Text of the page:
The emergence of the Order of the Knights of the Southern Cross lay in the discrimination, prejudice and sectarianism confronting Catholics in Australia, in the early years of the 20th century. Religious bigotry was so strong that young Catholic men and women were finding it impossible to gain employment. Newspaper advertisements openly stated 'No Catholic need apply'. Application forms for many jobs contained the question, 'Where were you educated?'
The joint founders of the Order in New South Wales and across Australia was Patrick J. Minahan, a successful boot and shoe manufacturer and Joseph P. Lynch, a secondary school teacher. Twenty three other Catholic men at the inaugural meeting of the Commercial Men's Association on 22 March 1919, and 15 more who joined by 4 August 1919 are listed in its minutes as foundation members.
A delegation had a meeting with His Grace, Archbishop Dr Michael Kelly on 4 August 1919 to acquaint him with the organisation's aims and objectives. On 19 August, His Grace gave approval for the operation of the organisation. The name, the Order of the Knights of the Southern Cross, was selected and approved.
On 1 September 1919, the Order held its first general meeting. At this meeting, the first Grand Council was installed:
Grand Knight P. J. Minahan
Deputy Grand Knights
J. P. Lynch
E. R. Green
Grand Secretary J. S. Reardon
Grand Treasurer H. Mooney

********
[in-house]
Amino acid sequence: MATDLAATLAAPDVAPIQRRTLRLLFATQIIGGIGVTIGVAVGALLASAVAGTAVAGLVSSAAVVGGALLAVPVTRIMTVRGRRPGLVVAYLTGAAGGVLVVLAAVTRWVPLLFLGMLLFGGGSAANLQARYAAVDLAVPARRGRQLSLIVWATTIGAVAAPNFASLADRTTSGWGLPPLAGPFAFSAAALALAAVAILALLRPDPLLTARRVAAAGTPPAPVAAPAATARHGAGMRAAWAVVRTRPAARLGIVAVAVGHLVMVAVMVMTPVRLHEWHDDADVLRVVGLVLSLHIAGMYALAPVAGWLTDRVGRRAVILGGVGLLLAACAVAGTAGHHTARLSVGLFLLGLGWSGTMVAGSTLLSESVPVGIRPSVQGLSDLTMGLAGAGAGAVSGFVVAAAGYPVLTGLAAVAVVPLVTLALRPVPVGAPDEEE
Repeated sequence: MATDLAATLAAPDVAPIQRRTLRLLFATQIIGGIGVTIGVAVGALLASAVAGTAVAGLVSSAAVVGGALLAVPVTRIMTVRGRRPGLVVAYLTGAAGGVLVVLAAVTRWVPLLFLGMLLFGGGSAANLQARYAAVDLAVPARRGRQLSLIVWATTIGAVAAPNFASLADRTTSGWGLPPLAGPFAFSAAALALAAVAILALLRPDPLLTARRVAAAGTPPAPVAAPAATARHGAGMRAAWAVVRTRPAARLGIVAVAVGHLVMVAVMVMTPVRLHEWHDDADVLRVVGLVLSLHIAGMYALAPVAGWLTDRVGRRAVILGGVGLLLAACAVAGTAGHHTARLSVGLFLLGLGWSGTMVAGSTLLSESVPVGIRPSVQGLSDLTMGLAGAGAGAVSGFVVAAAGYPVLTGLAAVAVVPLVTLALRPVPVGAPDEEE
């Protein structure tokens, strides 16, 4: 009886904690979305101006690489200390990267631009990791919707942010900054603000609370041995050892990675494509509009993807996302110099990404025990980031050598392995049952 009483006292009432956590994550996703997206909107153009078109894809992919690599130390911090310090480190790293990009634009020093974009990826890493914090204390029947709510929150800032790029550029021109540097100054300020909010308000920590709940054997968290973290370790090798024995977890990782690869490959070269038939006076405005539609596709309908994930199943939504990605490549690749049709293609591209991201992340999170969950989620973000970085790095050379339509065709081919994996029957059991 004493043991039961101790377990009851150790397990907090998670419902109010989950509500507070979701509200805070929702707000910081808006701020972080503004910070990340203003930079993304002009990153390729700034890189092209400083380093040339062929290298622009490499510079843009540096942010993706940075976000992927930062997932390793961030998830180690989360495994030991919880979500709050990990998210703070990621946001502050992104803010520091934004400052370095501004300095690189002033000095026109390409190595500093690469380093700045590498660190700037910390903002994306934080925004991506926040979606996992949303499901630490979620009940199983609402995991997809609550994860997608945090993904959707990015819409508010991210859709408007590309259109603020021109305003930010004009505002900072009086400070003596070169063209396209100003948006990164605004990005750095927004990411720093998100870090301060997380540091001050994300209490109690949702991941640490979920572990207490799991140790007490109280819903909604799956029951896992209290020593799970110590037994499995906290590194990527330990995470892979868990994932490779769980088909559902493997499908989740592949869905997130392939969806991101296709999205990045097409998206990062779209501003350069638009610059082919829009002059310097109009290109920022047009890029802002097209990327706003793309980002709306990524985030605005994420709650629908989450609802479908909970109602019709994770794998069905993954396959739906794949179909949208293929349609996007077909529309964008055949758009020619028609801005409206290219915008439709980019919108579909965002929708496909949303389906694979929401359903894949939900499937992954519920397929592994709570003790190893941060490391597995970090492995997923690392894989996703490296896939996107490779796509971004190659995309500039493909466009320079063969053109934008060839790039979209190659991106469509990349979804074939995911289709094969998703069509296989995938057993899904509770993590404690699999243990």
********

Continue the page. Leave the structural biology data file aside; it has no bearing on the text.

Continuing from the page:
J. E. Barron
E. C. Barry
L. P. Gehrig
E. A. McTiernan
H. M. Moran
M. J. O'Neill
During the next few months, work commenced on the preparation of a constitution. This was subsequently approved and adopted by the membership. The Order's first work, the organisation of Catholic Youth in the Parishes, was inaugurated.
Approximately 40 members attended a special meeting on 11 January 1920 to discuss the purchase of premises for the Order. The Order had commenced negotiations to purchase Concordia Hall (formerly the German Club). This was approved by the membership.
The Order in New South Wales demonstrated its capacity to support the operation of large events when it was entrusted with responsibilities in organising various ceremonies associated with the International Eucharistic Congress held in Sydney, in 1928. These included the large children's display and Mass, the women's ceremonies, the Men's night at the Showgrounds, and the Eucharistic Procession for which the Order provided the bodyguard, augmented by hundreds of members from other States.
Nine years of effort seeking an amendment to the Local Government Act to free churches and schools from taxation ended with success in 1928. In the ensuing years, the burden of millions of dollars was removed from the Church and the Catholic School system.
During the Great Depression, the Order established an Employment Committee to assist Catholics in finding employment. This task of finding work for Catholics has been an ongoing activity for the Order over the years.
Committees formed by various groups, such as teachers, police, chemists, and accountants led to the formation of professional and trade associations, such as the Medical Guild of St Luke, Legal Guild of St Thomas More, and the Water Board Guild of St Bernard. Not all had their origins in the Order; however, the inspiration came from Order activities.
Through its various service activities, the Order in New South Wales contributed enormously to the wider community during the ensuing decades.